Oddly, from our small bungalow in Tahiti in the middle of the Pacific Ocean, Easter Island doesn’t seem that remote right now. However, 2,000 miles off the Chilean coast, covering just 163.6 km2 (63.2 sq miles) and inhabited by just 5,761 people, Easter Island is about as remote as a population of this size can get. The island’s mythical history and army of Moai statues fascinates the 70,000 odd tourists who visit each year. Maybe, with this in mind, Easter Island doesn’t really belong on a list such as this?
11. Amundsen-Scott South Pole Station
The South Pole is part of the only landmass on Earth where the sun is continuously up for six months and then continuously down for six months. There’s just one day and one night every year, albeit one very long day and one very long night. Not only that, it also gets pretty chilly too as temperatures can drop as low as −73 °C (−100 °F). Being 2,835 metres (9,301 feet) above sea level doesn’t help. It has been continuously occupied since its construction in 1956 – surprising, as it may well be the most remote place on earth.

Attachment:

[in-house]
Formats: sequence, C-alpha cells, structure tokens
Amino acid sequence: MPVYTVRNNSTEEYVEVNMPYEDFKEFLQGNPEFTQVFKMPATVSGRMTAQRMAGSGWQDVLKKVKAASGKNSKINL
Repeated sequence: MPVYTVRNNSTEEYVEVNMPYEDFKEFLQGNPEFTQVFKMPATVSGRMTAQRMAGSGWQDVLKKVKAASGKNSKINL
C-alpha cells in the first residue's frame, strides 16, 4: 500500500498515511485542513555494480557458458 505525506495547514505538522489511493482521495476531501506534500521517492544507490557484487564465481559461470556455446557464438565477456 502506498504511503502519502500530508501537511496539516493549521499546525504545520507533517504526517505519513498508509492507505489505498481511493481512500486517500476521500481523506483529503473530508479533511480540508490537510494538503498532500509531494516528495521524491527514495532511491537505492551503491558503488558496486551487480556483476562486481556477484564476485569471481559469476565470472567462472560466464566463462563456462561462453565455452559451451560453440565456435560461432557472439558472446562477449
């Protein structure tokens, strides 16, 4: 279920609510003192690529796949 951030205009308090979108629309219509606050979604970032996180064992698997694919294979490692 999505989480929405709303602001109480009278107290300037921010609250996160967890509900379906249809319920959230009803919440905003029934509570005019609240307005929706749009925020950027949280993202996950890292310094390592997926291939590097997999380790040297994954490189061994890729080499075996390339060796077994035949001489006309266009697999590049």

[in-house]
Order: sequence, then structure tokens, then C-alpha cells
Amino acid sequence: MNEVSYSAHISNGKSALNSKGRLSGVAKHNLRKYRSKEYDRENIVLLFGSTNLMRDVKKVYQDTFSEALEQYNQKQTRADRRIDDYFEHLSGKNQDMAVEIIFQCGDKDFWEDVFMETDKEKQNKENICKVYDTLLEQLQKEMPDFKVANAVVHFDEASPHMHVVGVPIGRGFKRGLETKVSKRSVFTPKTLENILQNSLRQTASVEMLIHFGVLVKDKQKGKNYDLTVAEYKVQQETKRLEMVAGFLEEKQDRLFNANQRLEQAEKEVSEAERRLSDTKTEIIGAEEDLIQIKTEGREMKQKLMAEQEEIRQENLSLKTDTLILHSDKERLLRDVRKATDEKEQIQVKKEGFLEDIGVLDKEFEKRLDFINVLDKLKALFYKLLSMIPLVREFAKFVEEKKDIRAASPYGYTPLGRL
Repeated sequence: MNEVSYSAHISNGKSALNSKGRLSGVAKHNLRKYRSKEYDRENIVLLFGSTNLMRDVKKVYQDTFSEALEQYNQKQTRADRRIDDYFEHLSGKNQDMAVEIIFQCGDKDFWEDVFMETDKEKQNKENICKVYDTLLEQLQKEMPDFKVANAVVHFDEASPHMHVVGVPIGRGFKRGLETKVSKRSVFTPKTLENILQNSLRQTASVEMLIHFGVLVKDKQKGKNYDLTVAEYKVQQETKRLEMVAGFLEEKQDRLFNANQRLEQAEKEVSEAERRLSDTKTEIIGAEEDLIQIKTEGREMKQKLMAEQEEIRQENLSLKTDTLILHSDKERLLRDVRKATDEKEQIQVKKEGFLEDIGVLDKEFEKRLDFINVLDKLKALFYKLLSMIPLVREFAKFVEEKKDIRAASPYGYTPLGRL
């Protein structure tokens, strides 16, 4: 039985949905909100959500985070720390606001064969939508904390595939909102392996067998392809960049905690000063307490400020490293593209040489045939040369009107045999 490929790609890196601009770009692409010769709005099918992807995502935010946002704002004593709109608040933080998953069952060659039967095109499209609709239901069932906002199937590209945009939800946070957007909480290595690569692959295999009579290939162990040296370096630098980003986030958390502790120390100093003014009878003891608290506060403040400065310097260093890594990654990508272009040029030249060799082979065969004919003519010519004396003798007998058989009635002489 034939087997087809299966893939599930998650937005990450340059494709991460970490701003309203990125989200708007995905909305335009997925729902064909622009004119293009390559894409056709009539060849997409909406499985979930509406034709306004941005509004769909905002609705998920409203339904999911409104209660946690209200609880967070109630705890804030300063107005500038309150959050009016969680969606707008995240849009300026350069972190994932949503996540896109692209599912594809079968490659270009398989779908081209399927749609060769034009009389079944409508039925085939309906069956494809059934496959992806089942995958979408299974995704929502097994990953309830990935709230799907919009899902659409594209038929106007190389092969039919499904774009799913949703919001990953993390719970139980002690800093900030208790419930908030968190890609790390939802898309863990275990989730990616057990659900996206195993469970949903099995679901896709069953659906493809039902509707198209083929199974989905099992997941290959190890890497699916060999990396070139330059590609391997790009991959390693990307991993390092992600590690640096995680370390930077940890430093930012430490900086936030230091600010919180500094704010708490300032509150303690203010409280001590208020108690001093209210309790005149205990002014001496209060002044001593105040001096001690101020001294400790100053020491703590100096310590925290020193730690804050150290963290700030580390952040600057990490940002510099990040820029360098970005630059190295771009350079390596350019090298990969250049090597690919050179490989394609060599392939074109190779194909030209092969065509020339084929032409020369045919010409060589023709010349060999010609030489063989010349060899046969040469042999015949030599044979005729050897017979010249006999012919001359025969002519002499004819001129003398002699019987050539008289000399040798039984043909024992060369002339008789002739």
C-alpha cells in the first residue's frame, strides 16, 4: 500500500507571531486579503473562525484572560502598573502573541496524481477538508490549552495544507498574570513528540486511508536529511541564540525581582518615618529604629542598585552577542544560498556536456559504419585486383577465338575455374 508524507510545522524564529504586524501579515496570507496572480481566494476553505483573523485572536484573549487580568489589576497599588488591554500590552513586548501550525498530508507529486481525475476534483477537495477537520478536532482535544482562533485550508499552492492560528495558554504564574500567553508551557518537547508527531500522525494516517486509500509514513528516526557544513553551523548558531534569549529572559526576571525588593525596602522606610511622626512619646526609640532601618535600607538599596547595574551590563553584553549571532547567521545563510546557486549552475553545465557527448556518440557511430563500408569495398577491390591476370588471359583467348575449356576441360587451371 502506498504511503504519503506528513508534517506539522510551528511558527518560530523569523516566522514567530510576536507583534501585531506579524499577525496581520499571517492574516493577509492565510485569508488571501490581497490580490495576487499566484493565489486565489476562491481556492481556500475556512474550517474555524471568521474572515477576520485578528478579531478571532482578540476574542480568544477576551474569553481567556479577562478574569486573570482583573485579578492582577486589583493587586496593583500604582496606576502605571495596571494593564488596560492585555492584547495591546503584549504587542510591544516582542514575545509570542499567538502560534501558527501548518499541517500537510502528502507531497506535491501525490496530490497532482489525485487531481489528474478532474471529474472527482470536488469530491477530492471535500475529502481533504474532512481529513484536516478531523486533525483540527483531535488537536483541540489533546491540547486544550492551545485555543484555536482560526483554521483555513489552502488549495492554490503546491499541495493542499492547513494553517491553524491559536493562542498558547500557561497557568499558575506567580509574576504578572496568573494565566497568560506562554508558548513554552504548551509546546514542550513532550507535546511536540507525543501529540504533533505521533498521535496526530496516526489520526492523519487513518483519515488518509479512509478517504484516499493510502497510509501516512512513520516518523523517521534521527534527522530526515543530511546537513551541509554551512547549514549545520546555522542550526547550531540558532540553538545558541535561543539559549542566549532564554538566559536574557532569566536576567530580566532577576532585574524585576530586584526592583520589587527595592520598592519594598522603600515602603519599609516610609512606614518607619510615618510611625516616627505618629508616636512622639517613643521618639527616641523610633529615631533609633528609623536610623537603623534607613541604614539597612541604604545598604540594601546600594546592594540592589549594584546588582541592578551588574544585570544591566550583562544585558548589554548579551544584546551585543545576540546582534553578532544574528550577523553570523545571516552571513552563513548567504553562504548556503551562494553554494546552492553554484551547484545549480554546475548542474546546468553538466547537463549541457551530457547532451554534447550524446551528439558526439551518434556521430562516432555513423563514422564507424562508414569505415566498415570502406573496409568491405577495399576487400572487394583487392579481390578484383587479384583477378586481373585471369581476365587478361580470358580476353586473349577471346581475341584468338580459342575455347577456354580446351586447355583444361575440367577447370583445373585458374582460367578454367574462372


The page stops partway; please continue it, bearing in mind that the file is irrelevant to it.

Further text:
12. Point Nemo: Oceanic pole of inaccessibility
Okay, so nobody actually lives here. They can’t. Point Nemo is scientifically the absolute middle of nowhere. It is officially one thousand and four hundred miles from anywhere, smack bang in the middle of the South Pacific Ocean. The oceanic pole of inaccessibility is the place in the ocean that is farthest from land and can be found here: 48°52.6′S 123°23.6′W. Its closest (remote) landmasses are:
- Ducie Island (part of Pitcairn Island) to the north
- Motu Nui (part of Easter Island) to the northeast
- Maher Island, Antarctica to the south
- Chatham Island in the west
- Southern Chile in the east
Like I said, the middle of nowhere.
(Additional photography: Dreamstime)